The fourth round of a grand slam is generally considered when the real business end of the tournament begins and two-time defending champion Novak Djokovic will have to be on his guard when he takes on 15th seed Stanislas Wawrinka who has yet to lose a set in his three matches to date.
Yet if past form is anything to go by, anything other than a straightforward Djokovic win will be a huge surprise.
The Serbian world No. 1 has won his last 10 encounters with the Swiss, losing just three sets in the process. Given his form so far in Melbourne, it looks certain that it will take a monumental performance from any man to prevent Djokovic claiming a record third-straight Australian Open title.
There may be more chance of an upset with fourth seed David Ferrer going up against Japanese talent Kei Nishikori. Surprisingly, 14th seed Nishikori holds a 2-1 advantage in head-to-heads with Ferrer and he looks set to be in confident mood after progressing comfortably to the fourth round.
The 23-year-old has been tipped for big things for some time, but he still lacks a headline win in a grand slam to make a true statement. Victory over Ferrer would provide that, but the 30-year-old Spaniard has the ability to wear down the vast majority of the players on the tour and is likely to prove too strong.
There could well be a real battle of endurance as Janko Tipsarevic and Nicolas Almagro face off for a place in the quarter finals. Surprisingly these two experienced players have met just once, at the French Open last year when Almagro came out on top. On the quicker hard court, Tipsarevic would normally be favorite, although the fact that he comes into this contest on the back of two five-setters may tip the balance in Almagroâ€™s favor.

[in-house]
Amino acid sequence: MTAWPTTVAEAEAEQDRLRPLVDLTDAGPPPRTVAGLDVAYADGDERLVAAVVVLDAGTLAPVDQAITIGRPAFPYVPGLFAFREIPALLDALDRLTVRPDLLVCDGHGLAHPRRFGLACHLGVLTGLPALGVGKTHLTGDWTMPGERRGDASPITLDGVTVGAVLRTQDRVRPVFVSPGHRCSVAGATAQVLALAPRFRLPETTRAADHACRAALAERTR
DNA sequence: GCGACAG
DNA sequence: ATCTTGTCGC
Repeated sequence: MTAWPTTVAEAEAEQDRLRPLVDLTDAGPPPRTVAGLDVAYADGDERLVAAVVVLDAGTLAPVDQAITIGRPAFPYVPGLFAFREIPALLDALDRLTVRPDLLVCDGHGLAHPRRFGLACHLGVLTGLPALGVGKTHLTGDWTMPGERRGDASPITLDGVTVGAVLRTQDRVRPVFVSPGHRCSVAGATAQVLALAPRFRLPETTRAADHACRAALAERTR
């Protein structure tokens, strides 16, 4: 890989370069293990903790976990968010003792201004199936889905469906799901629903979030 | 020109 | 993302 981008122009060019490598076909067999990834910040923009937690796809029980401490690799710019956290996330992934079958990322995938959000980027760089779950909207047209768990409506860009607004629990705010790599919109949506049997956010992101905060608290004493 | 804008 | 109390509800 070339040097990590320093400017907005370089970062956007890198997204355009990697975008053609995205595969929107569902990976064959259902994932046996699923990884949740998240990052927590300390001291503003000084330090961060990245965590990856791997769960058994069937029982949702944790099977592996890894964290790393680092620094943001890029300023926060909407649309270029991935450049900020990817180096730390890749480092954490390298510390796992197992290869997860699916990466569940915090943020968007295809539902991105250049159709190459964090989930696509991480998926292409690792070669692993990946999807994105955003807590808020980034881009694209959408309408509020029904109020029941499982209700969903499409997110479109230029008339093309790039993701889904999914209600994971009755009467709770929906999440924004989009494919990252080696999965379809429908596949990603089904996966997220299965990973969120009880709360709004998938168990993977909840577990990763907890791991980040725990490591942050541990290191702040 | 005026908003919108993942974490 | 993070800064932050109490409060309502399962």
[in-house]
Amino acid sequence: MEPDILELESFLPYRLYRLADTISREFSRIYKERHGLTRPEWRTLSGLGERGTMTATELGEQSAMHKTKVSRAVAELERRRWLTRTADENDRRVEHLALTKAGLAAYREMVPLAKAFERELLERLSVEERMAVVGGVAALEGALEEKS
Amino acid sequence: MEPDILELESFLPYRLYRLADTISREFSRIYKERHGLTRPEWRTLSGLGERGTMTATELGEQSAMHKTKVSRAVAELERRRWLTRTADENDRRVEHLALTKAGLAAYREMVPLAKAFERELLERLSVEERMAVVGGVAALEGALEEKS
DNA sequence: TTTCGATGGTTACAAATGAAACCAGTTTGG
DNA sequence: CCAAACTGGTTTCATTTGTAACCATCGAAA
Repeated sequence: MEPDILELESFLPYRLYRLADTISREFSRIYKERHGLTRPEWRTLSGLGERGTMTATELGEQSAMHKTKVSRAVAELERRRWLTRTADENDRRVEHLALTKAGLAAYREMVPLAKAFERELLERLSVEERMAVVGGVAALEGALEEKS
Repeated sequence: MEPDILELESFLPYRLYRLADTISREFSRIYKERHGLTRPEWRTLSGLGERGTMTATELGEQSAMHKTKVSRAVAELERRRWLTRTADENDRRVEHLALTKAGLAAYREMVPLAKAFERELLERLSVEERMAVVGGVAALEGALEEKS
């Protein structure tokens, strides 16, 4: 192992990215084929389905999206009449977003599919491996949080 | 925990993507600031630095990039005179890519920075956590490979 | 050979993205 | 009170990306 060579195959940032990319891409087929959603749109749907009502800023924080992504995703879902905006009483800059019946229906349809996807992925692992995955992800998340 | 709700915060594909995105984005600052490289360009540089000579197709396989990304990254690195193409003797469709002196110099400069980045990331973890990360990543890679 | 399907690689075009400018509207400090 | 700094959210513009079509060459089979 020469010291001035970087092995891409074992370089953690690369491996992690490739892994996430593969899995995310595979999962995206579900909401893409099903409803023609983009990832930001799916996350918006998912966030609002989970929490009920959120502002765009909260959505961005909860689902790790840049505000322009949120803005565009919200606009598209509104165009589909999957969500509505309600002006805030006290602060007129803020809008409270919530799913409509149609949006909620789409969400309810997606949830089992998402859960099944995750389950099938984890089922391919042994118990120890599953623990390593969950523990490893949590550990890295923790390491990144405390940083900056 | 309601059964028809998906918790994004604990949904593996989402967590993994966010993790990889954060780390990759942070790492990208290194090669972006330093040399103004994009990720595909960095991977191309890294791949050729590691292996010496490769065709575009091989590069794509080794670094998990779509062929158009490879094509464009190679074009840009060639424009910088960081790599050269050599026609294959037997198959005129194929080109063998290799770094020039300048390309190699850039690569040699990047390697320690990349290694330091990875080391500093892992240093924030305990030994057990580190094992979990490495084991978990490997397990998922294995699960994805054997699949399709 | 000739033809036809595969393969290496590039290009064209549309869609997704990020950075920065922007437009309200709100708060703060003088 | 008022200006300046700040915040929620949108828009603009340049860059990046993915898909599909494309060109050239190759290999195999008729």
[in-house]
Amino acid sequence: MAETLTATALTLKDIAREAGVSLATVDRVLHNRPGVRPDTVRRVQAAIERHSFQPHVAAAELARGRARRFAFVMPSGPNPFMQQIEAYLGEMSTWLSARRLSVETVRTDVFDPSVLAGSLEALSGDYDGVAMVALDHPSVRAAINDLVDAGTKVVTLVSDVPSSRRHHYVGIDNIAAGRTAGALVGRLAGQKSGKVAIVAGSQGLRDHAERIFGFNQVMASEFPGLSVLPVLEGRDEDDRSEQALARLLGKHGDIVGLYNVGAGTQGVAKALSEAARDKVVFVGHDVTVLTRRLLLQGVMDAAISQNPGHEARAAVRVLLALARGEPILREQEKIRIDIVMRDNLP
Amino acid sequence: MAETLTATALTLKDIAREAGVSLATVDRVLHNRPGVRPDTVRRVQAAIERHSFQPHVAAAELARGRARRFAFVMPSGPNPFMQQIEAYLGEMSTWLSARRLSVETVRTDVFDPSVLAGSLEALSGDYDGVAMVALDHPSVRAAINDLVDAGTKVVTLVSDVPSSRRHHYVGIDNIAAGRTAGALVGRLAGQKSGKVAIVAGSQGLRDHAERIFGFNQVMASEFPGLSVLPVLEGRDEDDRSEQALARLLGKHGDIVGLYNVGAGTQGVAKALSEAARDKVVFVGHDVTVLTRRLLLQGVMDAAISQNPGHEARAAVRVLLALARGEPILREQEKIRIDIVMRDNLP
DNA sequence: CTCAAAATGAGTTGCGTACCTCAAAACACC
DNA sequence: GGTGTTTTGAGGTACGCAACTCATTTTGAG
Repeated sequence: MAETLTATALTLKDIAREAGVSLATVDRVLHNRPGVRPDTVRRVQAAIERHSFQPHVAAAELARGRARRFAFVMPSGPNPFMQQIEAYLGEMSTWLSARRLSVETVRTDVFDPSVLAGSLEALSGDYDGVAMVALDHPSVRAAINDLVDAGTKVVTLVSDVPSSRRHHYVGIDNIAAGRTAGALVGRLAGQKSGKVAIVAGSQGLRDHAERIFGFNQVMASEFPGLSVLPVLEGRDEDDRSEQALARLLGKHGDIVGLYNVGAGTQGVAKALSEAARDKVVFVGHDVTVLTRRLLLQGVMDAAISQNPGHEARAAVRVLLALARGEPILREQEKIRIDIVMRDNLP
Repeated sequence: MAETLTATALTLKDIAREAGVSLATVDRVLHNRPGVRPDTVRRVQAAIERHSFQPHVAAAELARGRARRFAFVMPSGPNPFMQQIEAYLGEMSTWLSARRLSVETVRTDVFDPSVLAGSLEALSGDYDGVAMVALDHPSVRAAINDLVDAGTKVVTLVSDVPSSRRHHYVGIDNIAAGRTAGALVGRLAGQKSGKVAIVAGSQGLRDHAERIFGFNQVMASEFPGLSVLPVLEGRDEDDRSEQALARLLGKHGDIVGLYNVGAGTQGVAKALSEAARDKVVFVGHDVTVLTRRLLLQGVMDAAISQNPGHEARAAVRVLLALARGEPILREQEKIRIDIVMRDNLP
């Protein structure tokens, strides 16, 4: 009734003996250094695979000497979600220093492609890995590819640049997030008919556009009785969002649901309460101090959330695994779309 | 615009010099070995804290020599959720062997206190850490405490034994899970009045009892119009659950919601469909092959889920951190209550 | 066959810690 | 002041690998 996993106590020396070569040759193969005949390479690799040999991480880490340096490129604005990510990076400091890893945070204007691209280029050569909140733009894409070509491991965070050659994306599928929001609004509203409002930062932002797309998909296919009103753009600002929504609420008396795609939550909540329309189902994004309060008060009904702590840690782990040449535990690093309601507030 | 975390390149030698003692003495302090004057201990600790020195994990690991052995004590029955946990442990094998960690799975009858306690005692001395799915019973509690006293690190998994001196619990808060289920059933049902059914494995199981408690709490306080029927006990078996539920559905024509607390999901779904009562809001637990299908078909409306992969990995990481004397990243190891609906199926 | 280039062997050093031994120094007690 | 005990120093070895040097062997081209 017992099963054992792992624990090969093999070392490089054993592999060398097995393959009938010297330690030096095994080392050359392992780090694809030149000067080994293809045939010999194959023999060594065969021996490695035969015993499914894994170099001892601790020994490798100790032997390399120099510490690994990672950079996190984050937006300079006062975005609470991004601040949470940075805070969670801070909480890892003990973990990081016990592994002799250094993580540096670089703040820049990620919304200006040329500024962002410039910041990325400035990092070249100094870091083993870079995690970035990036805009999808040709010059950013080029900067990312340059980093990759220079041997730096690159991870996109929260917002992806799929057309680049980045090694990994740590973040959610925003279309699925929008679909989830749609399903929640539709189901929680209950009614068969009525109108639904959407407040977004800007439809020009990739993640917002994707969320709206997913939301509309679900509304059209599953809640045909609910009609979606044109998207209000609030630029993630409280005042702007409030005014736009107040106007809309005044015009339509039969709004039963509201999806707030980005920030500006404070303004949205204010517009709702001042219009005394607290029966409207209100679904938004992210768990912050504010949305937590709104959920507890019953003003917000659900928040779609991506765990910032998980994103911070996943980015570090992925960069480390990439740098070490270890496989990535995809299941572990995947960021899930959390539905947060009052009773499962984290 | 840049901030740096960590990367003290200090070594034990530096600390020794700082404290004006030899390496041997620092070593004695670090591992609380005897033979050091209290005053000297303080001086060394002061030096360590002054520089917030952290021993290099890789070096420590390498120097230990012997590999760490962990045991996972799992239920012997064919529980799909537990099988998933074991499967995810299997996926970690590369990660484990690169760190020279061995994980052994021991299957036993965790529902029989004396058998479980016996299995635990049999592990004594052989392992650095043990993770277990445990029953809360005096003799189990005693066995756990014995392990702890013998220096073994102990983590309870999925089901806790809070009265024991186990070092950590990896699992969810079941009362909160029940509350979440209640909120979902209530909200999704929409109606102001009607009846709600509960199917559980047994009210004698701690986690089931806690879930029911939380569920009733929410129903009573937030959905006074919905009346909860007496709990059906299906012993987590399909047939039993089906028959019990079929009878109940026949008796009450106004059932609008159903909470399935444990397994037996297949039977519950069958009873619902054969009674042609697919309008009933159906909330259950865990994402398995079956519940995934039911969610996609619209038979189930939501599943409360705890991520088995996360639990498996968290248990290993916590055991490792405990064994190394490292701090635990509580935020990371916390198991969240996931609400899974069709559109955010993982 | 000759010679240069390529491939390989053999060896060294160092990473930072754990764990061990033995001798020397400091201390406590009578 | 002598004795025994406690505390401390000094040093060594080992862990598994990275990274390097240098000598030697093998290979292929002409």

The most attractive match on paper on the womenâ€™s side is certainly fourth seed Agnieszka Radwanskaâ€™s meeting with former world No. 1 Ana Ivanovic. After losing her first three meetings with Ivanovic, Radwanska has now won the last four. Still undefeated this season, Radwanska should have the consistency and court smarts to progress against the Serbian 13th seed.
Maria Sharapova is unlikely to be unduly tested by Belgian Kristen Flipkens in her fourth-round encounter. Equally as impressive as Sharapova winning her first two matches in Melbourne without dropping a game was her dismantling of Venus William for the loss of just four games in the third round. More of the same looks to be on the cards as the second seed sets her sights on the last eight.
In the first match of the day on Rod Laver Arena, Angelique Kerber should dispose of Russian Ekaterina Makarova, an opponent she defeated comfortably on three occasions last year.
Where to watch: Day seven of the Austrian Open will get underway at 7 p.m. ET. Coverage will begin on the Tennis Channel before switching to ESPN2 at 9 p.m. A live stream of multiple courts will be available throughout the dayâ€™s play on ESPN3.